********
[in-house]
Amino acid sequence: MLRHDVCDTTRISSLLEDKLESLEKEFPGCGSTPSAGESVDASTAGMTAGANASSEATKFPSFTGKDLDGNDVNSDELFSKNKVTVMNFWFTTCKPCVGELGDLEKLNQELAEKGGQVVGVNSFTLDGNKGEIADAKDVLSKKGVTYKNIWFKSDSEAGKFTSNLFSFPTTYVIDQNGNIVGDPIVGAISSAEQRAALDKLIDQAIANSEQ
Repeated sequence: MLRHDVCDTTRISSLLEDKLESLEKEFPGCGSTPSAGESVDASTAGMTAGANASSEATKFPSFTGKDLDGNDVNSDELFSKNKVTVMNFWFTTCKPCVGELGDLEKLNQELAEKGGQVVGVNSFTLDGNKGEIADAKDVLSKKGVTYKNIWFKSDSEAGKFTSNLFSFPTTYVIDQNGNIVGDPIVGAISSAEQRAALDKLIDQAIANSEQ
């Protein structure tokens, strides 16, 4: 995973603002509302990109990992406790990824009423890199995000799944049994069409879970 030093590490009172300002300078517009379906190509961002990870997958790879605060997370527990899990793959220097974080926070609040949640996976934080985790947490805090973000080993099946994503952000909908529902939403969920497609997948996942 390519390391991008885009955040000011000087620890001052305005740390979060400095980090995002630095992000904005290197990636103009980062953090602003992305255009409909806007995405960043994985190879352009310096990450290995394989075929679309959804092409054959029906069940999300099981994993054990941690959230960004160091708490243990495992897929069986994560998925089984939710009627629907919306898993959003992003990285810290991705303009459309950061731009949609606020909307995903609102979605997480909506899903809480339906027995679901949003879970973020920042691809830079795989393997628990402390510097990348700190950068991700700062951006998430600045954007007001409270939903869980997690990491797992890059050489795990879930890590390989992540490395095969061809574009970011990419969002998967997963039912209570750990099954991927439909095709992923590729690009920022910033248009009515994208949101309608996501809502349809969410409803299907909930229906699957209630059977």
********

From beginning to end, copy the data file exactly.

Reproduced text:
[in-house]
Amino acid sequence: MLRHDVCDTTRISSLLEDKLESLEKEFPGCGSTPSAGESVDASTAGMTAGANASSEATKFPSFTGKDLDGNDVNSDELFSKNKVTVMNFWFTTCKPCVGELGDLEKLNQELAEKGGQVVGVNSFTLDGNKGEIADAKDVLSKKGVTYKNIWFKSDSEAGKFTSNLFSFPTTYVIDQNGNIVGDPIVGAISSAEQRAALDKLIDQAIANSEQ
Repeated sequence: MLRHDVCDTTRISSLLEDKLESLEKEFPGCGSTPSAGESVDASTAGMTAGANASSEATKFPSFTGKDLDGNDVNSDELFSKNKVTVMNFWFTTCKPCVGELGDLEKLNQELAEKGGQVVGVNSFTLDGNKGEIADAKDVLSKKGVTYKNIWFKSDSEAGKFTSNLFSFPTTYVIDQNGNIVGDPIVGAISSAEQRAALDKLIDQAIANSEQ
């Protein structure tokens, strides 16, 4: 995973603002509302990109990992406790990824009423890199995000799944049994069409879970 030093590490009172300002300078517009379906190509961002990870997958790879605060997370527990899990793959220097974080926070609040949640996976934080985790947490805090973000080993099946994503952000909908529902939403969920497609997948996942 390519390391991008885009955040000011000087620890001052305005740390979060400095980090995002630095992000904005290197990636103009980062953090602003992305255009409909806007995405960043994985190879352009310096990450290995394989075929679309959804092409054959029906069940999300099981994993054990941690959230960004160091708490243990495992897929069986994560998925089984939710009627629907919306898993959003992003990285810290991705303009459309950061731009949609606020909307995903609102979605997480909506899903809480339906027995679901949003879970973020920042691809830079795989393997628990402390510097990348700190950068991700700062951006998430600045954007007001409270939903869980997690990491797992890059050489795990879930890590390989992540490395095969061809574009970011990419969002998967997963039912209570750990099954991927439909095709992923590729690009920022910033248009009515994208949101309608996501809502349809969410409803299907909930229906699957209630059977």